Sustainble futures: Indigenous tourism
With growing global interest in cultural and ecotourism, indigenous communities in developing countries are presented with opportunities to position their unique product within a global industry. Through strategic partnerships, capacity building and sustainable practices, indigenous communities can produce a tourism experience that supports both their culture and long-term business potential.
Q&A with John Morse, Indigenous Tourism Advisor, Former Managing Director of The Australian Tourist Commission.
Mr. Morse now works almost exclusively with aboriginal people and communities in Australia, helping them to start ecotourism businesses.
TF: How do you build a viable indigenous tourism product without sacrificing the environment and culture in which these communities live?
JM: Indigenous people have to understand, and this is sometimes culturally difficult, that there is commercial value to their culture. My mantra in relation to indigenous tourism has always been that the best approach is ‘high yield, low impact.’ In other words, it is important for indigenous communities to attract as few people as possible and paying as much money as feasible for the huge privilege of sharing and learning about the culture and people of these communities.
TF: With growing international interest in cultural tourism, how can indigenous communities in developing countries embrace the opportunities presented by the trend?
JM: Indigenous communities need to build on the one thing that is common: they have something that the rest of the world wants to discover. Tourism in the 21st century is about people connecting with themselves, connecting with the planet, connecting with culture and having real experiences not just photographic experiences. There is growing global demand for that type of experience and people really want to learn, discover and connect with rich cultural experiences when they travel.They also have an advantage as the world becomes more globalized and homogenized, in that indigenous cultures are able to maintain a unique tourism product. This increases the potential for indigenous people around the world to create revenue and incomes for their communities and recognize the value in preserving their culture. It also provides direct pull-through value for the sale of cultural products and services and indigenous food stuffs for related businesses.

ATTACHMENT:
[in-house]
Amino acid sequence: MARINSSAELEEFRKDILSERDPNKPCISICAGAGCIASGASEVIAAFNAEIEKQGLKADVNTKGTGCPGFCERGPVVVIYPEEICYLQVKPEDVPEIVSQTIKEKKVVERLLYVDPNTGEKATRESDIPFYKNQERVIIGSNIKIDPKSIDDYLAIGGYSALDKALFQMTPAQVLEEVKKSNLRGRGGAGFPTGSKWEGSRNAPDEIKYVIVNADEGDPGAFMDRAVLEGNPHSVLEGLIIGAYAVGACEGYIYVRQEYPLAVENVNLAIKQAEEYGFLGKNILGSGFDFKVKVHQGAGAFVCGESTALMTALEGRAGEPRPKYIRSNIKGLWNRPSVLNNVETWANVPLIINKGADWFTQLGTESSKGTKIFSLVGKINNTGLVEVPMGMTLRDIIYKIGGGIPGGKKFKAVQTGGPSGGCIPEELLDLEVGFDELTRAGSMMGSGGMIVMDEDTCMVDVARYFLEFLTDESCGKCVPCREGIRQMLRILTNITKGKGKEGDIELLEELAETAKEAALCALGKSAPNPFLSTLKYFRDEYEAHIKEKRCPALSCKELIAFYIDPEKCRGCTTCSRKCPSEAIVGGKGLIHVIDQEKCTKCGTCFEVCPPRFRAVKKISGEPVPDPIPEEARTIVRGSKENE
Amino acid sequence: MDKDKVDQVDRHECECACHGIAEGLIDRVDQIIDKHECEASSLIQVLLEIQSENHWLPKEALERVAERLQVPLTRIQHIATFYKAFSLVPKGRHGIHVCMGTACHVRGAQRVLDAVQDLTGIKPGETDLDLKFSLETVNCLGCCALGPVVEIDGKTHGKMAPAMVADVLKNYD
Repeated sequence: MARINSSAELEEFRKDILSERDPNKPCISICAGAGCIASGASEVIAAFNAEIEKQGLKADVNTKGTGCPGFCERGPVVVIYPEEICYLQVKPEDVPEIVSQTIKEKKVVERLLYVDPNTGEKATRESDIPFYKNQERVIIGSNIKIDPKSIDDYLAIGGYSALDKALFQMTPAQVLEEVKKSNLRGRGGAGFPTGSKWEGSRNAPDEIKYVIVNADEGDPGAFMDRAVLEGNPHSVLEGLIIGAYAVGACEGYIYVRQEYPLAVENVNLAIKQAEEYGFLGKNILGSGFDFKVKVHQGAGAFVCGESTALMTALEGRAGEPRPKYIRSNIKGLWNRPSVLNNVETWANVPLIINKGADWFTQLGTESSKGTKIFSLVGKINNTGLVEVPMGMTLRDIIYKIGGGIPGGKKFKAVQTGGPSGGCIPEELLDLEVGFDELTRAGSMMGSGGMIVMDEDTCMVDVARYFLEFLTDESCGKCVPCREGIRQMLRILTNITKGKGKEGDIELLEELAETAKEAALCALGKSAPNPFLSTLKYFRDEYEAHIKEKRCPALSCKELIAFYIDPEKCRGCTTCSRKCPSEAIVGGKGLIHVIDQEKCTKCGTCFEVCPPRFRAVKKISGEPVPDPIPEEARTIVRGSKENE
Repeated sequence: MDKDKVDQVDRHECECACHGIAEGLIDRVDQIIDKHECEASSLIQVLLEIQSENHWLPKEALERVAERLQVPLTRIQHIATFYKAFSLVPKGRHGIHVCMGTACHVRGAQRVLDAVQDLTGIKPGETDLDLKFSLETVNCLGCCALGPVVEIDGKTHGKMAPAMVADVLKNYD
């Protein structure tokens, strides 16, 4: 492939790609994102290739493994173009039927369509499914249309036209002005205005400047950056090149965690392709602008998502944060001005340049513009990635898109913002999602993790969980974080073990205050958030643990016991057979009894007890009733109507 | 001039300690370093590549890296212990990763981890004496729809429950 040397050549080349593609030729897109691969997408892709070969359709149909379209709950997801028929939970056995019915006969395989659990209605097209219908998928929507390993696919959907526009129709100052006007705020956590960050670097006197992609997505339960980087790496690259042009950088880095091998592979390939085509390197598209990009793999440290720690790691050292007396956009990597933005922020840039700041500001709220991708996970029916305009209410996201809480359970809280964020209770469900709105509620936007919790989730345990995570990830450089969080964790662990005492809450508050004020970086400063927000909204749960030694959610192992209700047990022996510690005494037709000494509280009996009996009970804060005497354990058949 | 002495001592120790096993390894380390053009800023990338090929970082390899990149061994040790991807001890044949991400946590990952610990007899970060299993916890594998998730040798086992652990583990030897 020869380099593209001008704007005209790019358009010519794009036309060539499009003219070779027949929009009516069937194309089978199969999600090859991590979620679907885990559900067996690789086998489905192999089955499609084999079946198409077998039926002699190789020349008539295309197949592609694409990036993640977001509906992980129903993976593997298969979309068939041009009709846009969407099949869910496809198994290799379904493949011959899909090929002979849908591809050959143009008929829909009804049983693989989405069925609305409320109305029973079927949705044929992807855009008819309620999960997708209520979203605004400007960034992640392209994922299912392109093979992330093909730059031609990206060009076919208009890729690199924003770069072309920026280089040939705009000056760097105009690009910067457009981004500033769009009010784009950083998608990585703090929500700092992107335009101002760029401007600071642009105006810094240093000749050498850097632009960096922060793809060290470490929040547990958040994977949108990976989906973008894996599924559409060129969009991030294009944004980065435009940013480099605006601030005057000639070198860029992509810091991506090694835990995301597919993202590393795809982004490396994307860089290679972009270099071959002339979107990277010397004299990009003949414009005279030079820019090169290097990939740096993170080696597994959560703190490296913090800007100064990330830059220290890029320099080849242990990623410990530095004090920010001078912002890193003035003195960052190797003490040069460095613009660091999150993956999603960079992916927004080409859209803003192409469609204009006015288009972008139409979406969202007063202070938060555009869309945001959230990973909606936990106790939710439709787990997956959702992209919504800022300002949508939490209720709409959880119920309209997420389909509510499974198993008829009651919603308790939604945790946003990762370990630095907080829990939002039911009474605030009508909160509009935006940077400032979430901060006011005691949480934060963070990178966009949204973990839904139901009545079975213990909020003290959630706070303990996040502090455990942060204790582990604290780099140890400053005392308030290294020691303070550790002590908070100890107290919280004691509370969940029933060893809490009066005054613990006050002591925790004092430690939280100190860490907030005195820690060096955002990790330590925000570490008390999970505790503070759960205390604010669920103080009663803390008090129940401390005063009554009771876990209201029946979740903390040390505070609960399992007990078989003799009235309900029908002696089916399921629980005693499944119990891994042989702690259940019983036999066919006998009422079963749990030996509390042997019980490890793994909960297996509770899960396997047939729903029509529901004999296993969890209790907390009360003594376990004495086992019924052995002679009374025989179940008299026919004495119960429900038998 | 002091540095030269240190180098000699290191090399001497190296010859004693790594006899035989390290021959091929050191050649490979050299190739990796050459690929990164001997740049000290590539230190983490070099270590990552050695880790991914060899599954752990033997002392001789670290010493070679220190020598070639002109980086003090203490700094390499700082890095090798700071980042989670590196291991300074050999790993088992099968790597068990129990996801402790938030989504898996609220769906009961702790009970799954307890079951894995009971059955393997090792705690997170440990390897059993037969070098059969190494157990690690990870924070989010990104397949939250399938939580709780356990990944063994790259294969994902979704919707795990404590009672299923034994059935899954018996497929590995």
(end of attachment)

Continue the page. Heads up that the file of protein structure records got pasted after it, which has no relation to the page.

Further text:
TF: What is the role of partnerships in your approach to indigenous tourism strategy?
JM: Indigenous communities have the ‘product’ but often they don’t have the business administration and marketing skills, capital and, most importantly, connections to the mainstream travel industry. By working with partners, the communities can focus on developing and providing the product (experience) while partners can help to build the business potential – this provides a recipe for shared value.
TF: Who are the key players in the partnership model?
JM: The key players are all part of the distribution channel. They include the people who offer the product and the financial institutions that back them, through to the inbound tour operators, wholesalers and retailers who sell the product to consumers. However, there is another channel, the Internet. As we move forward it is going to play a much more powerful role in tourism development, particularly through the opportunities it offers SMEs to connect directly with consumers. In the future, you will find that people have the ability to seek out indigenous experiences and that is the future of how indigenous communities can engage with the market. This will achieve even greater impact as tourists become more independently minded and Internet-savvy in terms of how they search for and book unique travel experiences. It also presents an immediate capacity building challenge for product owners.
TF: What is the role of government in facilitating tourism within indigenous communities?
JM: There is no question that for indigenous tourism to be successful, there has to be support from the government. Governments need to start thinking longer term with greater consistency for these communities. Government needs to support a staged approach to developing indigenous tourism and it needs to be slow and focused on the long-term. This provides the best chance of getting it right and reduces the risk that the culture will be compromised.
TF: What are the potential pitfalls to watch out for?
JM: It is important to watch out for people or organizations that want to use indigenous culture for their own commercial advantage without returning value to the communities. There is also a danger in developing too quickly. It is important that tourism be developed in a way in which the culture is king, and the culture needs be protected. This is about the future of indigenous cultures, and it is about the next generation and the continuation of their
6 Keys To success
1. Aim for high yield, low impact
2. Create rich cultural experiences
3. Build linkages to local suppliers
4. Foster the right partners to help grow the business
5. Build capacity in business to consumer (B2C) technology
6. Maintain the cultural integrity – keep it real.